“A Road to Peace and Freedom”:  The International Workers Order and the Struggle for Economic Justice and Civil Rights, 1930-1954by Robert M. Zecker

A Road to Peace and Freedom_smMining extensive primary sources, Robert Zecker gives voice to the workers in “A Road to Peace and Freedom.” He describes the International Workers Order’s economic goals, commitment to racial justice, and activism, from lobbying to end segregation and lynching in America to defeating fascism abroad. Zecker also illustrates the panoply of entertainment, sports, and educational activities designed to cultivate the minds and bodies of members.

Against the Deportation Terror: Organizing for Immigrant Rights in the Twentieth Century, by Rachel Ida Buff

Buff approved 032017.inddDespite being characterized as a “nation of immigrants,” the United States has seen a long history of immigrant rights struggles. In her timely book Against the Deportation Terror, Rachel Ida Buff uncovers this multiracial history. She traces the story of the American Committee for the Protection of the Foreign Born (ACPFB) from its origins in the 1930s through repression during the early Cold War, to engagement with “new” Latinx and Caribbean immigrants in the 1970s and early 1980s. By tracing the work of the ACPFB and its allies over half a century, Against the Deportation Terror provides important historical precedent for contemporary immigrant rights organizing. Its lessons continue to resonate today.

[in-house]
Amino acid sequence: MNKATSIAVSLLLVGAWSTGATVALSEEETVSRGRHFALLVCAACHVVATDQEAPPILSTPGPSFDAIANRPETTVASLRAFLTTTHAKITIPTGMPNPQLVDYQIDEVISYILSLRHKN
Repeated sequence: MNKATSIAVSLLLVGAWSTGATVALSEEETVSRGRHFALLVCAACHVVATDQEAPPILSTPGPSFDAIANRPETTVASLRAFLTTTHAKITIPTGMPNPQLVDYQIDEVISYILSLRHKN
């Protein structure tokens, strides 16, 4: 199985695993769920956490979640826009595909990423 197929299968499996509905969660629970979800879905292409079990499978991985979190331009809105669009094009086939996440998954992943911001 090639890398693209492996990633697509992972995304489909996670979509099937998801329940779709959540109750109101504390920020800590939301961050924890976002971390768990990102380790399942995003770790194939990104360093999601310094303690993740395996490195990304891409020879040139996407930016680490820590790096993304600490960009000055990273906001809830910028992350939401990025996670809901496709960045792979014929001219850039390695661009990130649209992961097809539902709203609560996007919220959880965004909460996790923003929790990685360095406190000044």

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On the Stump: Campaign Oratory and Democracy in the United States, Britain, and Australia, by Sean Scalmer

Scalmer_6 x 9_new ST_030717.indd“Stumping,” or making political speeches in favor of a candidate, cause, or campaign has been around since before the 1800s, when speechmaking was frequently portrayed as delivered from the base of a tree. The practice, which has been strongly associated with the American frontier, British agitators, and colonial Australia, remains an effective component of contemporary democratic politics. In his engaging book On the Stump, Sean Scalmer provides the first comprehensive, transnational history of the “stump speech.” He traces the development and transformation of campaign oratory, as well as how national elections and public life and culture have been shaped by debate over the past century.